Likely Hokusai paintings found in Netherlands
A group of researchers in the Netherlands say artworks owned by a national museum likely contain previously unknown paintings by Japanese ukiyoe master Katsushika Hokusai.
The 6 paintings are in the possession of the National Museum of Ethnology in the western city of Leiden. The name of the artist was not known.
The paintings were originally part of collections of Japanese art amassed and brought home by German physician Philipp Franz von Siebold more than 150 years ago. Siebold is known for bringing Western medicine to Japan.
The research team at the museum compared the paintings to a list of art that is owned by Siebold’s descendant.
The team found descriptions of some works as paintings by Hokusai in the Western style.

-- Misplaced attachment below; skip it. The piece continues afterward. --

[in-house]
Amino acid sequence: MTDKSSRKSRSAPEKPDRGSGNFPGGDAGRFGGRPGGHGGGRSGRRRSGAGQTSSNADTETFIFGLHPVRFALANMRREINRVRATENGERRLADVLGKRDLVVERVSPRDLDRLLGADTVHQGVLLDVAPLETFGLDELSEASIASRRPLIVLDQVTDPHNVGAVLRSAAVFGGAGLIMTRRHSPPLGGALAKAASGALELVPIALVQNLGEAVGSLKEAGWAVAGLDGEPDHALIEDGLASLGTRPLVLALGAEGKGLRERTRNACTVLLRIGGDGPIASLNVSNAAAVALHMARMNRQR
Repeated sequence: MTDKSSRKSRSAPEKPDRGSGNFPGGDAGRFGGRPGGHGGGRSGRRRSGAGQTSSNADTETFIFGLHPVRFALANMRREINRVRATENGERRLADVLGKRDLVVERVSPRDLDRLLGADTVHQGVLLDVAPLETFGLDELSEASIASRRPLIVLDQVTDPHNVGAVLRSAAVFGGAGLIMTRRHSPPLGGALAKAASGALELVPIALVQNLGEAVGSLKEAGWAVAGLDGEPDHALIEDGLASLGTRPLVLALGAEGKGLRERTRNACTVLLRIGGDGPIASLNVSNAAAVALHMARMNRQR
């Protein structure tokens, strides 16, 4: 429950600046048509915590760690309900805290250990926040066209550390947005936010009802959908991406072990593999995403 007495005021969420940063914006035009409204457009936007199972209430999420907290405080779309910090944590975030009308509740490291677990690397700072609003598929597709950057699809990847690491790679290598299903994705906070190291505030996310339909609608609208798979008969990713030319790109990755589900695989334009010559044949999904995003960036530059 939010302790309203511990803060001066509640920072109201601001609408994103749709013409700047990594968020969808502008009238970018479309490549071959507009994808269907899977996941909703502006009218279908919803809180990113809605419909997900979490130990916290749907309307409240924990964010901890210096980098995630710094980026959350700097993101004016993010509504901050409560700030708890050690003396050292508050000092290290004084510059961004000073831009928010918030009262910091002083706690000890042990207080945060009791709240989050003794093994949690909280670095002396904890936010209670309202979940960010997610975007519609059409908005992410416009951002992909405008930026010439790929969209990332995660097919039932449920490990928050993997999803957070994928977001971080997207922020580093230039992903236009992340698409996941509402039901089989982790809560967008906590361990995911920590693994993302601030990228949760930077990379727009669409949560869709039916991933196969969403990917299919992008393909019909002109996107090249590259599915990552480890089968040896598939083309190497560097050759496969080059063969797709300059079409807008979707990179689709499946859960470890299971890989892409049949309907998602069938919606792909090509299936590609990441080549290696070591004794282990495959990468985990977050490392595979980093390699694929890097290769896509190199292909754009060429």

Five of the 6 works are water paintings on traditional Japanese paper depicting old townscapes of Tokyo, then called Edo, using perspective techniques, unlike ukiyoe woodblock prints.
The researchers say this may prove that Hokusai understood Western painting styles.
Senior researcher Matthi Forrer says he had thought they were drawn by a Westerner and that he was amazed to learn they could be productions by Hokusai.
The study results are expected to be reported at an international conference of Siebold researchers in Nagasaki on Saturday.